One verb at a time
cia, se quedó atónito” (When he heard the news he was astonished). Here “quedarse” carries a further meaning which is “to remain” or “to be left” – so we could translate the sentence “Cuando oyó la noticia, se quedó atónito” (When he heard the news he was left in an astonished state”). As you can see, we are already moving away from something that is easily translatable into English. A very common colloquial expression when we are shocked by something is “quedarse helado/a” which would be something like “frozen to the spot”. “Cuando me dijo eso, me quedé helada” (When he said that to me, I was left frozen to the spot). I’m trying to avoid the word “gob-smacked” but actually that is probably the expression that best conveys the idea.
I’m going to move straight on now to the use of “quedar” in its non-reflexive form. This is used all the time to talk about social arrangements. As you are fully aware, the Spanish are generally highly sociable people, but at the same time, they are rather averse to making fixed arrangements. Whereas I carry a diary and make a note of social meeting in two weeks, including time and place, the Spanish will make loose arrangements, to be confirmed or changed much nearer the time. This is all sorted out using the verb “quedar”. “¿A qué hora quedamos?” (What time did we arrange to meet?) “¿Dónde quedamos?” (Where did we arrange to meet?). “No puedo, he quedado con mi hermano” (I can’t – make it – I’ve arranged to meet my brother). “¿Quedamos para mañana?” (Shall we arrange to meet tomorrow?) “Luego te llamo y quedamos” (I’ll phone you in a while and we’ll arrange something). So you see, to be cool, use “quedar”.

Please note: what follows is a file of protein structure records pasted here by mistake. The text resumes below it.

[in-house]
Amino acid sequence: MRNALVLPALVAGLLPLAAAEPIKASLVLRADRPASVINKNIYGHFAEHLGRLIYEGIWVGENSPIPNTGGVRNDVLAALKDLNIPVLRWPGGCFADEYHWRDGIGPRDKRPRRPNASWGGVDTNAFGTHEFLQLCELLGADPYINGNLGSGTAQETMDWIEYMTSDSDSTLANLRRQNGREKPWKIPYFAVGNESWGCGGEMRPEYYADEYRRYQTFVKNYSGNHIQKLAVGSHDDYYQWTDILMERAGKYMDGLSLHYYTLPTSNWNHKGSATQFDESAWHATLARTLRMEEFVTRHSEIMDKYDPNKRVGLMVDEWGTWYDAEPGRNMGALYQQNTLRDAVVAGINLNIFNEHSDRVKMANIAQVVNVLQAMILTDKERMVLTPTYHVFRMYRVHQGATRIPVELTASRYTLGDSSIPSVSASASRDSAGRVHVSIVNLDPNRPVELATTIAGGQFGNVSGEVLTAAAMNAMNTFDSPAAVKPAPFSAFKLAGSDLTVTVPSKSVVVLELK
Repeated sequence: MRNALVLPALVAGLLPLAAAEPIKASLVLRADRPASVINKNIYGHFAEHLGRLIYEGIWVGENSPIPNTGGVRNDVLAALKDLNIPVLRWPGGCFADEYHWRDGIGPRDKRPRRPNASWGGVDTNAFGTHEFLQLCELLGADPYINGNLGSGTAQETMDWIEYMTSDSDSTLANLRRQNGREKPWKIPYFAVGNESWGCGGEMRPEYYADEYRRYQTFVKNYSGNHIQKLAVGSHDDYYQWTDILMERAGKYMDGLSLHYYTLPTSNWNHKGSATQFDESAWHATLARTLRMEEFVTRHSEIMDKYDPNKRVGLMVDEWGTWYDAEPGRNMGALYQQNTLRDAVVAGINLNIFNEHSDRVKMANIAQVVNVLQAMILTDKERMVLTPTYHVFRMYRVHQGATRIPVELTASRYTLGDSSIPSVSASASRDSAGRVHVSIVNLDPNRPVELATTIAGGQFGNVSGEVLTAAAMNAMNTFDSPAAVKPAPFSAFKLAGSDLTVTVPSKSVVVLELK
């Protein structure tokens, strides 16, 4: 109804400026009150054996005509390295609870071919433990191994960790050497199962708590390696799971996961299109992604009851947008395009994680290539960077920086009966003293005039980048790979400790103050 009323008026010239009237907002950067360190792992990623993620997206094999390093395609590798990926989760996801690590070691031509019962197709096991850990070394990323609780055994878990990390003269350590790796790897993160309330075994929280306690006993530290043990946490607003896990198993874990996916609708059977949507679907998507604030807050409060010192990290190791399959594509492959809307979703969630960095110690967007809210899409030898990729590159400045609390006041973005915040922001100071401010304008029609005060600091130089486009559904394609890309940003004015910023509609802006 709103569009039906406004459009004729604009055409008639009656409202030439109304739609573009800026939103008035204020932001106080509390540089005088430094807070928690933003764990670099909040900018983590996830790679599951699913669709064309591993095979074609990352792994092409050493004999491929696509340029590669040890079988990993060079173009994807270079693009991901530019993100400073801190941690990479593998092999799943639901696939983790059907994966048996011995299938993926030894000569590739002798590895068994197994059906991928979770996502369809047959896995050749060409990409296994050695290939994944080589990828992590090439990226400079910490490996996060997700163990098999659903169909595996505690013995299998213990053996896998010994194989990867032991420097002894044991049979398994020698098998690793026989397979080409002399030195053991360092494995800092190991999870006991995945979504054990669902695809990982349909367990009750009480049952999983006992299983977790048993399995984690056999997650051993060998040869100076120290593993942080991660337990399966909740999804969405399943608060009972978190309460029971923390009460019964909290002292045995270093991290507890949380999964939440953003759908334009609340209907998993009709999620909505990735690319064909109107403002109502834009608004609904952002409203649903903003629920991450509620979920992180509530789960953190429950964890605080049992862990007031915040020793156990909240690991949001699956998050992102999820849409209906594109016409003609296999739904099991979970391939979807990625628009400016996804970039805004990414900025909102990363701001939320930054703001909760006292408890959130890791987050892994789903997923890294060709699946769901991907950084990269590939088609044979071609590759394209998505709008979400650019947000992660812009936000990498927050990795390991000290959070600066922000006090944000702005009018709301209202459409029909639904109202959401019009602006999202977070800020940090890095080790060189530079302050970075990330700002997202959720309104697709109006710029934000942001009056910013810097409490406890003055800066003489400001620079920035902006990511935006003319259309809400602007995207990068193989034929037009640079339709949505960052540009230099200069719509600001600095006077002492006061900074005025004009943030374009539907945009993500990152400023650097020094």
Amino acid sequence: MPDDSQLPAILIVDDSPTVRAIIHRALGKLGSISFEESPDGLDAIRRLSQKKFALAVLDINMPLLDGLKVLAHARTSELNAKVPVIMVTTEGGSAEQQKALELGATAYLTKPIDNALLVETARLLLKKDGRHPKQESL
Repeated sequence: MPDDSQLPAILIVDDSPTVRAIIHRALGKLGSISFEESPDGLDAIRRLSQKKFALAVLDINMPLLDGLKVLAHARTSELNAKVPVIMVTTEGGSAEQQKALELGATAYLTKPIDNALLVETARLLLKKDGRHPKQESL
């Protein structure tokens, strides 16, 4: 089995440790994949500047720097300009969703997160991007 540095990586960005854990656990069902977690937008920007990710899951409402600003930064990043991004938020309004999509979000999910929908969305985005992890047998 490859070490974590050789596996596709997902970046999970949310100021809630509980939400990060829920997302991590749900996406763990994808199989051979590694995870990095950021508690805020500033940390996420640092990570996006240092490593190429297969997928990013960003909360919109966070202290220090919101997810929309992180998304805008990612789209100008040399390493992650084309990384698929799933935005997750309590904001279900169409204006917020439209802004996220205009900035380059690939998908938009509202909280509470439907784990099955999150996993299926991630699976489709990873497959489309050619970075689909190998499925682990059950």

Me quedé dormida